How Leonardo DiCaprio inspired a stunning bridge that doubles as a park

Editor’s Note: Joseph Flaherty writes about design, DIY, and the intersection of physical and digital products. He designs award-winning medical devices and apps for smartphones at AgaMatrix, including the first FDA-cleared medical device that connects to the iPhone.

Story highlights

The River Thames might soon have a new plant-filled pedestrian crossing inspired in part by a famous Titanic scene.

Engineers promise to use species of plants that can cope with the specific river environment and that thrive in each season.

The Garden Bridge is expected to cost 245 million dollars, mostly raised from private backers.

Wired  — 

Many of England’s bridges have become pop culture icons—London Bridge inspired a song known by kindergarteners the world over and the Tower Bridge has its own Lego set. However, if architect Thomas Heatherwick has his way, the River Thames will soon have a new plant-filled pedestrian crossing inspired in part by Leonardo DiCaprio. (More on that in a second.)

The Garden Bridge will span the 1,204 foot-wide river and contain 2 million pounds of soil, giving root to 270 trees, as well as innumerable shrubs, bushes, and flowers. The project is led by actress Joanna Lumley, star of the cult favorite Absolutely Fabulous. Inspired to commemorate Princess Diana’s death, she labored for over a decade establishing a trust to secure financing and political support.

As pedestrians proceed, stately oaks and manicured shrubs will dot the landscape. In 2012 she turned to architect Thomas Heatherwick, who crafted the cauldron for the London Olympics and successfully redesigned the city’s iconic double-decker buses, to help make it a reality.

This is no mean feat. “We need to hold up this large weight, complete with worms, rainwater and decomposing leafy mulch, without letting the bridge structure become visually more important than the garden,” says Heatherwick. “To do this and not resort to tall steel columns and cables that compete with the trees on the bridge, we are bunching all our structure underneath the garden around the two river columns.”

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So how does Leo figure in? Distributing the weight to the two pylons necessitates an hourglass shape. The perimeter could have been smoothed, but Heatherwick saw potential in a saw-toothed solution. He was inspired by the scene in Titanic when DiCaprio took Kate Winslet to the bow of their doomed ship and proclaimed, “I’m the king of the world!”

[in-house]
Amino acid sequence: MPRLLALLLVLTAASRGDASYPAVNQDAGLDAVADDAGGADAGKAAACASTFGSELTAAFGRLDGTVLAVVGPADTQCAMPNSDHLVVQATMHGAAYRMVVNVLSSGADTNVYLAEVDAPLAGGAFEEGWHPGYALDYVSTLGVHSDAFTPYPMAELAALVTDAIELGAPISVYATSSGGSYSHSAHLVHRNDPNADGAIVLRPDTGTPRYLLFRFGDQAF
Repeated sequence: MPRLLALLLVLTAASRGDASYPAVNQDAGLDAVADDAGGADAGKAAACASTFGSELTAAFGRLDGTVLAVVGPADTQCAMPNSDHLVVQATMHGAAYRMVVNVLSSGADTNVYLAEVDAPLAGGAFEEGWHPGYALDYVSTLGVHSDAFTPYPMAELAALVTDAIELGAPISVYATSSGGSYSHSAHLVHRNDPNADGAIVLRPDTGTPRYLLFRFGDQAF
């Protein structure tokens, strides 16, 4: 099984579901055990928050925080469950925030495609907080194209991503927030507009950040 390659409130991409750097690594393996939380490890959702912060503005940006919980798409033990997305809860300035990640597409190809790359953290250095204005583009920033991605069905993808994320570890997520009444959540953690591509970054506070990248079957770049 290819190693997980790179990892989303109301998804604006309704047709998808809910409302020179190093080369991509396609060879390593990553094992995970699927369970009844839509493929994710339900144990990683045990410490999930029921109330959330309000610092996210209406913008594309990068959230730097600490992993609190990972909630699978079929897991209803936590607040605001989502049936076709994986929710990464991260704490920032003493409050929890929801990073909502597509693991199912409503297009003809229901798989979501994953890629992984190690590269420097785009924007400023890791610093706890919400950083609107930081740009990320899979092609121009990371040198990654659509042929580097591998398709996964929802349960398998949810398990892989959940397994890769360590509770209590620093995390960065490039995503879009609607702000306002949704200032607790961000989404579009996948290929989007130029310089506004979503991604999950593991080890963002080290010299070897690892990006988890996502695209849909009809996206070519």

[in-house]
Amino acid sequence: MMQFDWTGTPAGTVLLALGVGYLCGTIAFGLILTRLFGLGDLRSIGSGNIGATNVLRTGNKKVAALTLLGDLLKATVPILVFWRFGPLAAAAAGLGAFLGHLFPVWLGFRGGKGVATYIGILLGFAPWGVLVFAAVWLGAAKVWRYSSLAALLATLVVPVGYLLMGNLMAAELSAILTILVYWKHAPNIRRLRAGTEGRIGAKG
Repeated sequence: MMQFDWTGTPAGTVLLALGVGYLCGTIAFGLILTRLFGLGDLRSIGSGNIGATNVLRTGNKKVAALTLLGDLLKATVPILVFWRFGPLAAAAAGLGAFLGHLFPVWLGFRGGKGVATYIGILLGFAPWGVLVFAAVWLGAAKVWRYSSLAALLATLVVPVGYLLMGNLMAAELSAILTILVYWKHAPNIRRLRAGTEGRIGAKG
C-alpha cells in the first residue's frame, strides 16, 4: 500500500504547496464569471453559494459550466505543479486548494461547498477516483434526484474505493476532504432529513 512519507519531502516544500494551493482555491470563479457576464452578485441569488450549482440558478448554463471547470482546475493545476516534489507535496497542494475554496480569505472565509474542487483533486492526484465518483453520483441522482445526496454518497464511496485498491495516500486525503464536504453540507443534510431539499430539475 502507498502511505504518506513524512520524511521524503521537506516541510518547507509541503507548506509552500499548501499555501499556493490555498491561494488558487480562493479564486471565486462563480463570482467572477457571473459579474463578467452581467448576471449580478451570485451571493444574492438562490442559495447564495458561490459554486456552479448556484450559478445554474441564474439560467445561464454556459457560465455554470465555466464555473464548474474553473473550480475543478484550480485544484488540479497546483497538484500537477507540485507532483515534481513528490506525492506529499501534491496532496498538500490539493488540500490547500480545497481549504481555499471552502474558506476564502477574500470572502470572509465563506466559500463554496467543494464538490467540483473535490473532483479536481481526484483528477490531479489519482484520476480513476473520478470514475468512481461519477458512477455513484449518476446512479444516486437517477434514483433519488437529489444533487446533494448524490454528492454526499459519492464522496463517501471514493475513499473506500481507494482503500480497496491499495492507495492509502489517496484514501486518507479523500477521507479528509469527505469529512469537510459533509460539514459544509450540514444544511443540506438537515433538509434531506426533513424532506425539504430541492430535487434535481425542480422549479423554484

Adding these ridges to the perimeter creates semi-private “balconies” allowing couples to reenact the scene. His hope is that this feature, and others, provide places to pass the time, kiss, and even propose while traversing the city.

The design thinking that goes beyond movie catchphrases, romantic notions and the landscape has been carefully orchestrated. Plants near the entryways on either side will be wild common river varieties like birches and willows. As pedestrians proceed, stately oaks and manicured shrubs will dot the landscape, and the center of the bridge will have little vegetation to create better views of the river and skyline.

The concept is conceptually similar to other elevated gardens like New York’s High Line or Paris’ Promenade plantée, but the technical challenge is ratcheted up given its location over the river and the new construction that’s required.

Structural engineering firm Arup and landscape designer Dan Pearson helped give the concept form, while dealing with the unique technical challenges of a green bridge. “We will only be using plants which we feel will cope with the special challenges posed by a garden in the middle of a river,” says Pearson, who also promises that there will be species that thrive in each season, giving residents and tourists something to look at no matter when they cross.

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Heatherwick’s design takes advantage of modern materials and simulation, but he believes it’s more of a throwback to the London Bridge of Henry VIII’s reign. During that time the bridge contained homes, shops, and was a center of commerce and community as well as a river crossing.

However, since the last building was demolished in 1762, bridges have become more utilitarian. “It’s not surprising that for centuries it has been treated like an obstacle to breach, rather than an opportunity for people to spend time above a vast piece of nature in the heart of our city,” says Heatherwick.

The Garden Bridge is expected to cost $245 million, and Lumley has already raised half that amount from private backers. London Mayor Boris Johnson has promised another $50 million, and if the trust set up to fund the project can harvest the balance of the seed money, it could be ready by the spring of 2017.

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